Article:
There is, however, no evidence on record that Lorenzo Pou was a Philippine inhabitant and resident on 11 April 1899. The date of arrival of Lorenzo Pou in the Philippines is not known. If he arrived in the Philippines after 11 April 1899, then he could not benefit from the mass naturalization under the Treaty of Paris of 1898 and the Philippine Bill of 1902. There is also no evidence that Lorenzo Pou was naturalized as a Philippine citizen after 11 April 1899. Thus, there can be no presumption that Lorenzo Pou was a Philippine citizen.

There is also no evidence on record that Allan F. Poe, the son of Lorenzo Pou and the alleged father of FPJ, was naturalized as a Philippine citizen. Thus, based on the evidence adduced there is no legal basis for claiming that Allan F. Poe is a Philippine citizen. Nevertheless, there is no need to delve further into this issue since the Court can decide this case without determining the citizenship of Lorenzo Pou and Allan F. Poe. Whether or not Lorenzo Pou and Allan F. Poe were Philippine citizens is not material in resolving whether FPJ is a natural-born Philippine citizen.

Convention on the Rights of the Child

The Philippines signed the Convention on the Rights of the Child on 26 January 1990 and ratified the same on 21 August 1990. The Convention defines a child to mean "every human being below the age of eighteen years unless, under the law applicable to the child, majority is attained earlier." Obviously, FPJ cannot invoke the Convention since he is not a child as defined in the Convention, and he was born half a century before the Convention came into existence. FPJ’s citizenship at birth in 1939 could not in any way be affected by the Convention which entered into force only on 2 September 1990.

The Convention has the status of a municipal law[29] and its ratification by the Philippines could not have amended the express requirement in the Constitution that only natural-born citizens of Philippines are qualified to be President. While the Constitution apparently favors natural-born citizens over those who are not, that is the explicit requirement of the Constitution which neither the Executive Department nor the Legislature, in ratifying a treaty, could amend. In short, the Convention cannot amend the definition in the Constitution that natural-born citizens are "those who are citizens of the Philippines from birth without having to perform any act to acquire or perfect their Philippine citizenship."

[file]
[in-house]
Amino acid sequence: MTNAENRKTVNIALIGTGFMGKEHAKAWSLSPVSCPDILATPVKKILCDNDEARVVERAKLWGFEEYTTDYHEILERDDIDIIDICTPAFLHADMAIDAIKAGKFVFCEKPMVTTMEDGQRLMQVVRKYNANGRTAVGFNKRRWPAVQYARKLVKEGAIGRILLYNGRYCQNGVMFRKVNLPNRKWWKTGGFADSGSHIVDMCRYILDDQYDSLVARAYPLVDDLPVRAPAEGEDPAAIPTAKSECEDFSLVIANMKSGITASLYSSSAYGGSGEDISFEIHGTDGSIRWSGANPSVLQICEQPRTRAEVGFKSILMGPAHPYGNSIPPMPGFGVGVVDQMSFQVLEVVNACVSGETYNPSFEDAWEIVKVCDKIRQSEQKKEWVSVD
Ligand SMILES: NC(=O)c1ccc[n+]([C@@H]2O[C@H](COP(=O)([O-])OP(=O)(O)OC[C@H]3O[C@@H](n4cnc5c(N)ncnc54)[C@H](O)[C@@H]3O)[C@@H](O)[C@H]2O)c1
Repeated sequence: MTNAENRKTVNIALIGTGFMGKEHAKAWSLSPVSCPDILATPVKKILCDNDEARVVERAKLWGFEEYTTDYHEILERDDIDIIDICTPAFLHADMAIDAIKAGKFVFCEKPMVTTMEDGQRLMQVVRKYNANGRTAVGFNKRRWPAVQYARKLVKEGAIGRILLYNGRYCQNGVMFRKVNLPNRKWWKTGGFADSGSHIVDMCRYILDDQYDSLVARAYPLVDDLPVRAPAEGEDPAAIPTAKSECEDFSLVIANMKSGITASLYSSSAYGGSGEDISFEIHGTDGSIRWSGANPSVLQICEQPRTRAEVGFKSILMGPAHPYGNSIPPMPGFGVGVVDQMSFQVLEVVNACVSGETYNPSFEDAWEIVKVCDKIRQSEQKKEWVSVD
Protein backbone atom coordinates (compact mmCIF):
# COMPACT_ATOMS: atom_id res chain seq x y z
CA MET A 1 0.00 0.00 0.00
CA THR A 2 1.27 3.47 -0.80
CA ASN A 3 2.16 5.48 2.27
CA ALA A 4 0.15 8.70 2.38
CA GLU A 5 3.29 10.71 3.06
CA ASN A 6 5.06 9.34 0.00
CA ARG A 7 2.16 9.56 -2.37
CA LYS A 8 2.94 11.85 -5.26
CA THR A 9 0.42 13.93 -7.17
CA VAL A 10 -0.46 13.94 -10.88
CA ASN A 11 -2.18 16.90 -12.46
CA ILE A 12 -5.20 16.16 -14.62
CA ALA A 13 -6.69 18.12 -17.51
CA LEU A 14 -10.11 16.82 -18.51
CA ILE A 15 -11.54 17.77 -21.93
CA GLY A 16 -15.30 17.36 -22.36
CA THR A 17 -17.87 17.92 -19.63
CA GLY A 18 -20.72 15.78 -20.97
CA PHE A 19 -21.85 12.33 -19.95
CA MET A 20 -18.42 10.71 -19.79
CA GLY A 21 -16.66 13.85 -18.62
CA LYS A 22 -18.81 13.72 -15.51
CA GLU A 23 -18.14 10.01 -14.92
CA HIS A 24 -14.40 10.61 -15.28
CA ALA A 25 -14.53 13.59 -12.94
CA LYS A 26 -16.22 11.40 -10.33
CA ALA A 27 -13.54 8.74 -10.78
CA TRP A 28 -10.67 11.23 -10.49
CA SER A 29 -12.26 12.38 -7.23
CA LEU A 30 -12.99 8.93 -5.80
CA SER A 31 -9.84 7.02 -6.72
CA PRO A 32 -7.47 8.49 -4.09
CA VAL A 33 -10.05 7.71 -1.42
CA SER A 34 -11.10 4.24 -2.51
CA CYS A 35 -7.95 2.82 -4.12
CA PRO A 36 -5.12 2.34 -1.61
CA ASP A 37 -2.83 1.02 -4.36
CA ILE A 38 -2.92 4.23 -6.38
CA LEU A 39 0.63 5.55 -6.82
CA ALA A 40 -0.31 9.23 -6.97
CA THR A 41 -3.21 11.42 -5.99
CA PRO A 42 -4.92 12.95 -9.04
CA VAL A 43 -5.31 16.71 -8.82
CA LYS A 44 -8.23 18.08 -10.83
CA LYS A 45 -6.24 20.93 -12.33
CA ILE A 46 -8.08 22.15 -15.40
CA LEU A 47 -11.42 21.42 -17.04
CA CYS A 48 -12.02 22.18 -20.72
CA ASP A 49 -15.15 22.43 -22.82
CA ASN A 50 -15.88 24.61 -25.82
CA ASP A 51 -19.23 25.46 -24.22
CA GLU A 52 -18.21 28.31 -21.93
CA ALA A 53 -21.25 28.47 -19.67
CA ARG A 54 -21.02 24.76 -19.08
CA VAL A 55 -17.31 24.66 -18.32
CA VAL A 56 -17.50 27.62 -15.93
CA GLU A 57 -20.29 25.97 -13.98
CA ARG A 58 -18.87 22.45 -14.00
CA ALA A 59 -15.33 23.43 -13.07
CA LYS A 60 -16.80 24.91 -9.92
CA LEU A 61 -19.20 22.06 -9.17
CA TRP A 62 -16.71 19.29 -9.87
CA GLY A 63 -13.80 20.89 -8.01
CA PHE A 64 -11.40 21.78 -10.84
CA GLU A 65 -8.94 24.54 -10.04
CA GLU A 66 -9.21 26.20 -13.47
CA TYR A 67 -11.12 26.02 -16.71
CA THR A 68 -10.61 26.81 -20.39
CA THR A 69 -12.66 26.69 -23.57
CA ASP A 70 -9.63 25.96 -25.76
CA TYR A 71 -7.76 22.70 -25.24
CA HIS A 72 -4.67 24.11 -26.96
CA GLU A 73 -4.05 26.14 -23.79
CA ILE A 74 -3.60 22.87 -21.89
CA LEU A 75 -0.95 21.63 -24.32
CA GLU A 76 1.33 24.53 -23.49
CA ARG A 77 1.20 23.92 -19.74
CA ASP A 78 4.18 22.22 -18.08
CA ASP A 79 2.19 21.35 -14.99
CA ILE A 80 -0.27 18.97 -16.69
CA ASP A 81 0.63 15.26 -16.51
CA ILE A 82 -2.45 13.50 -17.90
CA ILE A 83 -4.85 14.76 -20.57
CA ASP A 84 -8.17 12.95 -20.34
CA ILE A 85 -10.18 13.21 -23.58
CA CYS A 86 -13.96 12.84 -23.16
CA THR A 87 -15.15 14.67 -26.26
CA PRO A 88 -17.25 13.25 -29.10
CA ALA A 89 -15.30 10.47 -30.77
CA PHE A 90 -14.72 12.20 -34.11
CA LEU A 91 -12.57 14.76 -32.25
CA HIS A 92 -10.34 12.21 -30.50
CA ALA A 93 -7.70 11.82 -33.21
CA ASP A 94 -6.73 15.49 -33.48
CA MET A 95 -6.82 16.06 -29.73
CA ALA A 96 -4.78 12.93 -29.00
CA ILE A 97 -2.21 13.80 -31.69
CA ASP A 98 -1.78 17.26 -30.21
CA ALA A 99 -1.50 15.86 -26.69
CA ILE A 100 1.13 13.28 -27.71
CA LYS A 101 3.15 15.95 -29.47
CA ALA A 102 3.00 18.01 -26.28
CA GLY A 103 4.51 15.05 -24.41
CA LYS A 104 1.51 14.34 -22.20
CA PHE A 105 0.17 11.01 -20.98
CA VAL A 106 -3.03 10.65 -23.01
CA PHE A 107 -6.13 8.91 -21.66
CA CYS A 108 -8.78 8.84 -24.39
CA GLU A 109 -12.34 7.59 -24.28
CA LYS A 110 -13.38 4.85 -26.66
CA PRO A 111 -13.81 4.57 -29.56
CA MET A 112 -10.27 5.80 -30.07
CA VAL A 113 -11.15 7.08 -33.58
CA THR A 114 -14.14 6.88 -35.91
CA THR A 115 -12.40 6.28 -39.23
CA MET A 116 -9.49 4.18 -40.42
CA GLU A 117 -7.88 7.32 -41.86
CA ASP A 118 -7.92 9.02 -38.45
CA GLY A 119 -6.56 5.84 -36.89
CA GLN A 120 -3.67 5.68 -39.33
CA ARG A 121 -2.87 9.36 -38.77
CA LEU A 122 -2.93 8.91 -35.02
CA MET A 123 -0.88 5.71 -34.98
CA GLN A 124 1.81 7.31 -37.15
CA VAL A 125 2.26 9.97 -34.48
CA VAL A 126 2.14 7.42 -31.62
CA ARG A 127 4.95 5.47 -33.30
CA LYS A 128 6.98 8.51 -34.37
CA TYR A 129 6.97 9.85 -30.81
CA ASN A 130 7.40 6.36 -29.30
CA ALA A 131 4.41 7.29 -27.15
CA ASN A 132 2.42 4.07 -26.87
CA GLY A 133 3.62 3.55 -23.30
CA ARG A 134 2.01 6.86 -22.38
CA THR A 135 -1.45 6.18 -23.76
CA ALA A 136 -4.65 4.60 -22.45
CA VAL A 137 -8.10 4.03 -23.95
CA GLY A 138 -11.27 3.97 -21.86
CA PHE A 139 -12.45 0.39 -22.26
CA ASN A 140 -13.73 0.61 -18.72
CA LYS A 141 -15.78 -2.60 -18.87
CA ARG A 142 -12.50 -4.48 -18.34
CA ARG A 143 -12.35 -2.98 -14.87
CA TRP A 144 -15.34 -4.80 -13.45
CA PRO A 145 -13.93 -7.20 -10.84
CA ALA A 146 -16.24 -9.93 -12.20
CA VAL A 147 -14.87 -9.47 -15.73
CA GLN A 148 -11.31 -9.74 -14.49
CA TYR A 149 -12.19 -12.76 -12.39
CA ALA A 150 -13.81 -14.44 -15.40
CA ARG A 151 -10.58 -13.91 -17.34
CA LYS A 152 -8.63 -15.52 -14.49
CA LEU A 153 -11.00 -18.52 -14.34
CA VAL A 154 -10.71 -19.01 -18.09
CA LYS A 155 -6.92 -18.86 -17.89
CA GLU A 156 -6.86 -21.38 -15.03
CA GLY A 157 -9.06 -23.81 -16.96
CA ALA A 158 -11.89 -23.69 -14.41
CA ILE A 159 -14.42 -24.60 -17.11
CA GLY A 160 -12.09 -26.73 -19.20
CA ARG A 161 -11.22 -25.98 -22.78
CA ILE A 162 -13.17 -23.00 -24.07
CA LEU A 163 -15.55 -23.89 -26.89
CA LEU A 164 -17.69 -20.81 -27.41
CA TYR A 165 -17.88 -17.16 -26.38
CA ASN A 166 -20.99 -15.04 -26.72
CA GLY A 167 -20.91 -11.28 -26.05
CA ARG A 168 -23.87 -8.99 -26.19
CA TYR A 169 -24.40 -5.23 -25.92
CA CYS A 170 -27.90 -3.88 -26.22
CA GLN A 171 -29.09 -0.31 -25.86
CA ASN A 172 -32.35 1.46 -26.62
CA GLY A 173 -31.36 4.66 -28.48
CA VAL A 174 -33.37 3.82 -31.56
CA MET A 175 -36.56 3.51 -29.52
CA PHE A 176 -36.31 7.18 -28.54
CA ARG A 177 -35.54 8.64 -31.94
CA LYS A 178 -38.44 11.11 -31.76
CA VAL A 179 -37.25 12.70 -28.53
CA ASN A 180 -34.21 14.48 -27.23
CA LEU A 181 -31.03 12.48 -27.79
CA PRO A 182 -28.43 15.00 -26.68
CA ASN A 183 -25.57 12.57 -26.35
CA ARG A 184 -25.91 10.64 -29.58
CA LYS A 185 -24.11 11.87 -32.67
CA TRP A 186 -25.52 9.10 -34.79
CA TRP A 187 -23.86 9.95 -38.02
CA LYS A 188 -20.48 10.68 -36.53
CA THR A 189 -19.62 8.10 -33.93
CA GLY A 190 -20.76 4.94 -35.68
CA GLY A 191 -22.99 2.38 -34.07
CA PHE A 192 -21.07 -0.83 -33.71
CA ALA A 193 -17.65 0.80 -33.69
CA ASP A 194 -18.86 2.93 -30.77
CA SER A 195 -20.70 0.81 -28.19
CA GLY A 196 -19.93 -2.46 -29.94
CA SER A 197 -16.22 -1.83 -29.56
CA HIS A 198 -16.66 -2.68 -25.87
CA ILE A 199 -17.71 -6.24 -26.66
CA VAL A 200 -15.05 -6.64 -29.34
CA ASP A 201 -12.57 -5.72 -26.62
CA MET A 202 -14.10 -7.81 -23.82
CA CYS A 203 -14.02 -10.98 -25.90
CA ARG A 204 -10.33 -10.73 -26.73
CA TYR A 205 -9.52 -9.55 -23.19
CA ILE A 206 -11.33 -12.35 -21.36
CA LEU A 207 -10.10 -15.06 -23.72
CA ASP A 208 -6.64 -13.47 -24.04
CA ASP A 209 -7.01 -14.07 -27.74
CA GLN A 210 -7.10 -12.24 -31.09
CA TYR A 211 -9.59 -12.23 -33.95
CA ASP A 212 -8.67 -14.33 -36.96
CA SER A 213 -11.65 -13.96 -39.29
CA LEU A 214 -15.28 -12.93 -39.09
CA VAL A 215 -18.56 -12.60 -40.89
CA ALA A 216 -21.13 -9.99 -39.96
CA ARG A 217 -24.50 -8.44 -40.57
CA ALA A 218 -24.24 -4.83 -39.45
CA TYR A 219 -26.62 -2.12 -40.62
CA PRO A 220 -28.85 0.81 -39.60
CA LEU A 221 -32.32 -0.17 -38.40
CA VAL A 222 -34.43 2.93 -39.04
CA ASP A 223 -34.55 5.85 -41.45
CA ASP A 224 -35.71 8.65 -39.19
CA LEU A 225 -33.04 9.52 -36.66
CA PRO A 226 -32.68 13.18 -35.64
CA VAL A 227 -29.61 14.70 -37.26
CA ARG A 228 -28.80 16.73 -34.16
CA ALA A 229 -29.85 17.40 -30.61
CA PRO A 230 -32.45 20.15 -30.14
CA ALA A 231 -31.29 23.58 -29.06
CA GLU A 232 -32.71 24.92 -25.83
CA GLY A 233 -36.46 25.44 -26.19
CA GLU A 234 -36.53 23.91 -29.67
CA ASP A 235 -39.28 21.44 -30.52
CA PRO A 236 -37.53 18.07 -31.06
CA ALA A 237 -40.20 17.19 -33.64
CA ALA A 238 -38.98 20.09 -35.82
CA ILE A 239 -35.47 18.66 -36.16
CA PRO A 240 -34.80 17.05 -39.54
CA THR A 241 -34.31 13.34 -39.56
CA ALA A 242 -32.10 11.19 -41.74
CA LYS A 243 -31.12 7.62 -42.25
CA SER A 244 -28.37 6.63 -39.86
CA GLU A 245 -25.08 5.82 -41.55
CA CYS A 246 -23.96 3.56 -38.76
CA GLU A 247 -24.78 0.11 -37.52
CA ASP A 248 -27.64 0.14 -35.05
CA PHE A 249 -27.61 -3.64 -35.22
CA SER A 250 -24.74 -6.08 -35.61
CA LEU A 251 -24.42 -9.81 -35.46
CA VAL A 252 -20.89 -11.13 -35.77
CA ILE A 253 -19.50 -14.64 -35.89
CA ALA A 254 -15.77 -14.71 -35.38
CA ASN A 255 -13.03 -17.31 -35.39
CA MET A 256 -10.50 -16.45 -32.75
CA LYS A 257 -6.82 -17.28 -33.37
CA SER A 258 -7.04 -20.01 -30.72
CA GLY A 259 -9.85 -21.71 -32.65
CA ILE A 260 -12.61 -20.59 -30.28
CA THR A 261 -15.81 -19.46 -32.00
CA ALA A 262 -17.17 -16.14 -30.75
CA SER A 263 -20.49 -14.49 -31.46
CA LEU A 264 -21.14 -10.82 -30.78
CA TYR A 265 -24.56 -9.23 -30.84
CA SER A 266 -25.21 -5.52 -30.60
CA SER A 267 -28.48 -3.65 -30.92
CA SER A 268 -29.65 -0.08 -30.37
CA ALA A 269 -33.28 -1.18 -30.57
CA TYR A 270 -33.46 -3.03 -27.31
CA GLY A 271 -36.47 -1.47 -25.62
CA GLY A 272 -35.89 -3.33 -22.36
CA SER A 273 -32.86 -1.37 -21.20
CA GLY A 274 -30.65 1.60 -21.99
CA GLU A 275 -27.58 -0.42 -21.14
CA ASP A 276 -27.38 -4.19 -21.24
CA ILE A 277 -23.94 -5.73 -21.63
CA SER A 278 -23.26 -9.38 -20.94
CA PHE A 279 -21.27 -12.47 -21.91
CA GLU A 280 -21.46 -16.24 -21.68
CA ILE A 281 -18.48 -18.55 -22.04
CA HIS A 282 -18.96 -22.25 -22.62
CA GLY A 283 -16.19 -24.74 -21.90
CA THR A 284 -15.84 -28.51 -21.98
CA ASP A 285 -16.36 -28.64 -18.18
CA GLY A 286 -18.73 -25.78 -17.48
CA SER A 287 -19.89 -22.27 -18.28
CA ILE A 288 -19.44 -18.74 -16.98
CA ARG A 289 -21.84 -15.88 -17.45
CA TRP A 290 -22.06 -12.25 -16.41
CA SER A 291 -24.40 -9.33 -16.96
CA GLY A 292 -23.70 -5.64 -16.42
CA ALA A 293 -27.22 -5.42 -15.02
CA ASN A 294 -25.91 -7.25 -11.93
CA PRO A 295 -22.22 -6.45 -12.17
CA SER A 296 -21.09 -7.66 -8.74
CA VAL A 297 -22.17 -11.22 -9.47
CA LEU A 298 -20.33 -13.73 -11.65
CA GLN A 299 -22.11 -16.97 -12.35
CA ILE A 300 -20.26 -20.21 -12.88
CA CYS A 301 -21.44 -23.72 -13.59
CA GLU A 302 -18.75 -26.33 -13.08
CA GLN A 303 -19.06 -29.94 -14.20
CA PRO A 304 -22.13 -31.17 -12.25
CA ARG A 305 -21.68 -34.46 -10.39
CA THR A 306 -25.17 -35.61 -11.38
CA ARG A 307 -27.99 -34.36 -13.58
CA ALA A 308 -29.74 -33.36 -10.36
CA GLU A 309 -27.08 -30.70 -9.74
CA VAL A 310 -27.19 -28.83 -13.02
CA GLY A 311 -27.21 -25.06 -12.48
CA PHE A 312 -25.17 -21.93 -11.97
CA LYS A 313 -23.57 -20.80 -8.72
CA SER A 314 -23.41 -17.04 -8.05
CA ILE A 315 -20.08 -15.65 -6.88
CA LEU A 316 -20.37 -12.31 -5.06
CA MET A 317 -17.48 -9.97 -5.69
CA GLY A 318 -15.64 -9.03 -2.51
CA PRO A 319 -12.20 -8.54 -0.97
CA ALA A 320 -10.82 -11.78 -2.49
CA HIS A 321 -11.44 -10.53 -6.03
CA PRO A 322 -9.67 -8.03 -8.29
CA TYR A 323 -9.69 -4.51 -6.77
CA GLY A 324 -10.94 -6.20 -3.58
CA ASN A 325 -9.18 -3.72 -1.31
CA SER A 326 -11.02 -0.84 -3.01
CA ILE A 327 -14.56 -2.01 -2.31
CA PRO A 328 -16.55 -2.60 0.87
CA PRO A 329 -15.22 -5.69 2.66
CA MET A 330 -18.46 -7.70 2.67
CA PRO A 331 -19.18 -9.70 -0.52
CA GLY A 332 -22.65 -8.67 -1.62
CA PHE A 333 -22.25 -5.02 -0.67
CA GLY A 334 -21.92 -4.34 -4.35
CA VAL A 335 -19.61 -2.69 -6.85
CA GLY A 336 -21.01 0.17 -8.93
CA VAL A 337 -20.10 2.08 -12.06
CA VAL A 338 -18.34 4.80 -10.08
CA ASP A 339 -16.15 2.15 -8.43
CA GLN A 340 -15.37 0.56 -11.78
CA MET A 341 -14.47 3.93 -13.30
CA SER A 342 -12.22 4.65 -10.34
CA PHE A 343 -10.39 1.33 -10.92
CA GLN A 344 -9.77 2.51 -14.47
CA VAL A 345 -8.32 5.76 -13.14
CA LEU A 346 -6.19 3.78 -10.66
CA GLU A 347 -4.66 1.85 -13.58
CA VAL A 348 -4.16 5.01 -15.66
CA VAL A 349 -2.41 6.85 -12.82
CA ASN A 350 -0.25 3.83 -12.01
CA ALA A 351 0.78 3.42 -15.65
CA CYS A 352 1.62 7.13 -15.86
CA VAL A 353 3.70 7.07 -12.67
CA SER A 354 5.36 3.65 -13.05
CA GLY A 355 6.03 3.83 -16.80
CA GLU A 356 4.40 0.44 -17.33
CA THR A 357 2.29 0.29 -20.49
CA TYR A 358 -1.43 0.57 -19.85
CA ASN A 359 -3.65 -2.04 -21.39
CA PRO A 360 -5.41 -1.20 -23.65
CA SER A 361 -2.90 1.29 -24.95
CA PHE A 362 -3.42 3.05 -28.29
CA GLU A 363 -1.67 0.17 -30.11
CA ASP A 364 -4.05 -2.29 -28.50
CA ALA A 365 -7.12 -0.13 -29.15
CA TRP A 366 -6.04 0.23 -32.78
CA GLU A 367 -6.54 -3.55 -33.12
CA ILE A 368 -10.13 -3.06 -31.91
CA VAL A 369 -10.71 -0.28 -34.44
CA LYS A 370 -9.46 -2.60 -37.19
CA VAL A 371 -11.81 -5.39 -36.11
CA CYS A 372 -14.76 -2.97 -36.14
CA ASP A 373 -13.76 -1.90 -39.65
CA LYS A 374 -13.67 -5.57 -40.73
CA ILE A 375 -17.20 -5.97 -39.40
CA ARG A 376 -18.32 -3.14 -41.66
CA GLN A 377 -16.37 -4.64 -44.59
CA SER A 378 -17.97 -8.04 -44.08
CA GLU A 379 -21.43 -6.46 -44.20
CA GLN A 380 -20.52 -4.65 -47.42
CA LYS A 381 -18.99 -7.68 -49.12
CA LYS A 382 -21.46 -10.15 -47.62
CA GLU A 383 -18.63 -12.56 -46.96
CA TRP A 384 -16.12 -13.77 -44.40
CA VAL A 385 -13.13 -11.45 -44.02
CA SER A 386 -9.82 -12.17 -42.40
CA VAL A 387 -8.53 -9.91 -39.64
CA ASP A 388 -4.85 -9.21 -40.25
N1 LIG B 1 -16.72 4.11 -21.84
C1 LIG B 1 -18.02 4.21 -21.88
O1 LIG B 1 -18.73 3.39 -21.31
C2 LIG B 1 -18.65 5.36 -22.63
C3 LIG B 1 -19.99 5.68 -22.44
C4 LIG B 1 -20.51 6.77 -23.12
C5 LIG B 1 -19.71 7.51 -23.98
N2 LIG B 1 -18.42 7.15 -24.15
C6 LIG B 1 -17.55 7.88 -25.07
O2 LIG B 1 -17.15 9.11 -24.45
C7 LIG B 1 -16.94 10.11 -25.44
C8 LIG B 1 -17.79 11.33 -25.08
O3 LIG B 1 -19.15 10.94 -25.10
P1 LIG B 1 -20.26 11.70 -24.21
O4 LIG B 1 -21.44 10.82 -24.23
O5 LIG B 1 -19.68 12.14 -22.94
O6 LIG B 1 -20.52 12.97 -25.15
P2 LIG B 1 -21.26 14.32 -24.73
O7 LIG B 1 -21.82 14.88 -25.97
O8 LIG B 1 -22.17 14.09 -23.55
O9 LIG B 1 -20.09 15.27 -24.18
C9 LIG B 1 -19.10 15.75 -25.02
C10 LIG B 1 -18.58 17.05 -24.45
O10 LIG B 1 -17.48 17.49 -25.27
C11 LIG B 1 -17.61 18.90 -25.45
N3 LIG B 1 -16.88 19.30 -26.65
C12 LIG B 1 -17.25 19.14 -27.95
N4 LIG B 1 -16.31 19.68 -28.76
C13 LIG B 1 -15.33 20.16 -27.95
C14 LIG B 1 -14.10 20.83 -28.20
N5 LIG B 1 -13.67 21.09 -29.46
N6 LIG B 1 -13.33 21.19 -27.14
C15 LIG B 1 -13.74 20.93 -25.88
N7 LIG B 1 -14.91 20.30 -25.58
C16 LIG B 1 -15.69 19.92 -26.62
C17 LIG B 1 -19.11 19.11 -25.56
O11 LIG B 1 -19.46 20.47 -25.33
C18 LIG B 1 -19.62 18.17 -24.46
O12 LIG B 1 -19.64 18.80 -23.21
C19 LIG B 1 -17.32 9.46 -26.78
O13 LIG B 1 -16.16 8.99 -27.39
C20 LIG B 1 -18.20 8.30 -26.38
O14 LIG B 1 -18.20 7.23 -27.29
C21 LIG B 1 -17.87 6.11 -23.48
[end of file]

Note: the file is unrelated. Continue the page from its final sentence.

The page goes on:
In any event, the Convention guarantees a child "the right to acquire a nationality,"[30] and requires States Parties to "ensure the implementation" of this right, "in particular where the child would otherwise be stateless."[31] Thus, as far as nationality or citizenship is concerned, the Convention guarantees the right of the child to acquire a nationality so that he may not be stateless. The Convention does not guarantee a child a citizenship at birth, but merely "the right to acquire a nationality" in accordance with municipal law. When FPJ was born in 1939, he was apparently under United States law an American citizen at birth.[32] After his birth FPJ also had the right to acquire Philippine citizenship by proving his filiation to his alleged Filipino father in accordance with Philippine law. At no point in time was FPJ in danger of being stateless. Clearly, FPJ cannot invoke the Convention to claim he is a natural-born Philippine citizen.

The Doctrine in Ching Leng v. Galang